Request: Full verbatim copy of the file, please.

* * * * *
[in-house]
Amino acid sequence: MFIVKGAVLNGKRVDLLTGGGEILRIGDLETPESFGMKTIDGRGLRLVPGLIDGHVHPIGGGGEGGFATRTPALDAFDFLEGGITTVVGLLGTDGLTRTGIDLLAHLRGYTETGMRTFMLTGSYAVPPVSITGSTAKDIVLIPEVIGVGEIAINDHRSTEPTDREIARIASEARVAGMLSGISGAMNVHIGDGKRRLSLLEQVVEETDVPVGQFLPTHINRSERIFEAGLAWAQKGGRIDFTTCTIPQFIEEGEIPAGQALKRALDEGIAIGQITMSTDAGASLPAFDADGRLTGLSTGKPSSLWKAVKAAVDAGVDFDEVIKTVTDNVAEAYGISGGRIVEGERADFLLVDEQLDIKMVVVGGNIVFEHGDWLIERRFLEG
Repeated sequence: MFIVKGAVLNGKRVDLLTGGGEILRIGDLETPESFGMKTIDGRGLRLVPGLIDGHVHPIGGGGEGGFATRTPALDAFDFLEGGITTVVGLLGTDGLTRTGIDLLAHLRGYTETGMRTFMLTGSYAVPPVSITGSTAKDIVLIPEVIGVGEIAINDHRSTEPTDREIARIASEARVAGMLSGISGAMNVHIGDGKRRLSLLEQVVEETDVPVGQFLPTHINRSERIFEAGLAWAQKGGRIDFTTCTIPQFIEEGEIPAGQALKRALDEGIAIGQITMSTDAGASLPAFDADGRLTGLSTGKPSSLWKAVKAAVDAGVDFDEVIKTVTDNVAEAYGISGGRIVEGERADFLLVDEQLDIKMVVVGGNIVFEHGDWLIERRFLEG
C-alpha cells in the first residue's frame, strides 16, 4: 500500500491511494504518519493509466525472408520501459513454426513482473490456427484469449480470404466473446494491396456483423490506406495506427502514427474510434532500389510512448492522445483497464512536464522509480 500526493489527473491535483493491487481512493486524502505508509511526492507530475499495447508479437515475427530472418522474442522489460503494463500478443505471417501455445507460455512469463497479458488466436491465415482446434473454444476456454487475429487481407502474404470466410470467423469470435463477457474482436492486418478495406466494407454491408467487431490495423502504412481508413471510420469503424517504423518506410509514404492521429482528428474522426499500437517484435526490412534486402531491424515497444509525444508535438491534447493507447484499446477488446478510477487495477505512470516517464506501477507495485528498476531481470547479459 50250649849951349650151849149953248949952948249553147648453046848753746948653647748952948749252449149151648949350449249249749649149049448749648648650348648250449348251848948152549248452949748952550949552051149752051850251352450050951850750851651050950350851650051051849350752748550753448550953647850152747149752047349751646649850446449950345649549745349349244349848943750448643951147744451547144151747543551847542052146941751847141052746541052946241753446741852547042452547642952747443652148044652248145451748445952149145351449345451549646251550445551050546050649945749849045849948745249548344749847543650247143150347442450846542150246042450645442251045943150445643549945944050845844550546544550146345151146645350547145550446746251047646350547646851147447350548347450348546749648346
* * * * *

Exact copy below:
[in-house]
Amino acid sequence: MFIVKGAVLNGKRVDLLTGGGEILRIGDLETPESFGMKTIDGRGLRLVPGLIDGHVHPIGGGGEGGFATRTPALDAFDFLEGGITTVVGLLGTDGLTRTGIDLLAHLRGYTETGMRTFMLTGSYAVPPVSITGSTAKDIVLIPEVIGVGEIAINDHRSTEPTDREIARIASEARVAGMLSGISGAMNVHIGDGKRRLSLLEQVVEETDVPVGQFLPTHINRSERIFEAGLAWAQKGGRIDFTTCTIPQFIEEGEIPAGQALKRALDEGIAIGQITMSTDAGASLPAFDADGRLTGLSTGKPSSLWKAVKAAVDAGVDFDEVIKTVTDNVAEAYGISGGRIVEGERADFLLVDEQLDIKMVVVGGNIVFEHGDWLIERRFLEG
Repeated sequence: MFIVKGAVLNGKRVDLLTGGGEILRIGDLETPESFGMKTIDGRGLRLVPGLIDGHVHPIGGGGEGGFATRTPALDAFDFLEGGITTVVGLLGTDGLTRTGIDLLAHLRGYTETGMRTFMLTGSYAVPPVSITGSTAKDIVLIPEVIGVGEIAINDHRSTEPTDREIARIASEARVAGMLSGISGAMNVHIGDGKRRLSLLEQVVEETDVPVGQFLPTHINRSERIFEAGLAWAQKGGRIDFTTCTIPQFIEEGEIPAGQALKRALDEGIAIGQITMSTDAGASLPAFDADGRLTGLSTGKPSSLWKAVKAAVDAGVDFDEVIKTVTDNVAEAYGISGGRIVEGERADFLLVDEQLDIKMVVVGGNIVFEHGDWLIERRFLEG
C-alpha cells in the first residue's frame, strides 16, 4: 500500500491511494504518519493509466525472408520501459513454426513482473490456427484469449480470404466473446494491396456483423490506406495506427502514427474510434532500389510512448492522445483497464512536464522509480 500526493489527473491535483493491487481512493486524502505508509511526492507530475499495447508479437515475427530472418522474442522489460503494463500478443505471417501455445507460455512469463497479458488466436491465415482446434473454444476456454487475429487481407502474404470466410470467423469470435463477457474482436492486418478495406466494407454491408467487431490495423502504412481508413471510420469503424517504423518506410509514404492521429482528428474522426499500437517484435526490412534486402531491424515497444509525444508535438491534447493507447484499446477488446478510477487495477505512470516517464506501477507495485528498476531481470547479459 50250649849951349650151849149953248949952948249553147648453046848753746948653647748952948749252449149151648949350449249249749649149049448749648648650348648250449348251848948152549248452949748952550949552051149752051850251352450050951850750851651050950350851650051051849350752748550753448550953647850152747149752047349751646649850446449950345649549745349349244349848943750448643951147744451547144151747543551847542052146941751847141052746541052946241753446741852547042452547642952747443652148044652248145451748445952149145351449345451549646251550445551050546050649945749849045849948745249548344749847543650247143150347442450846542150246042450645442251045943150445643549945944050845844550546544550146345151146645350547145550446746251047646350547646851147447350548347450348546749648346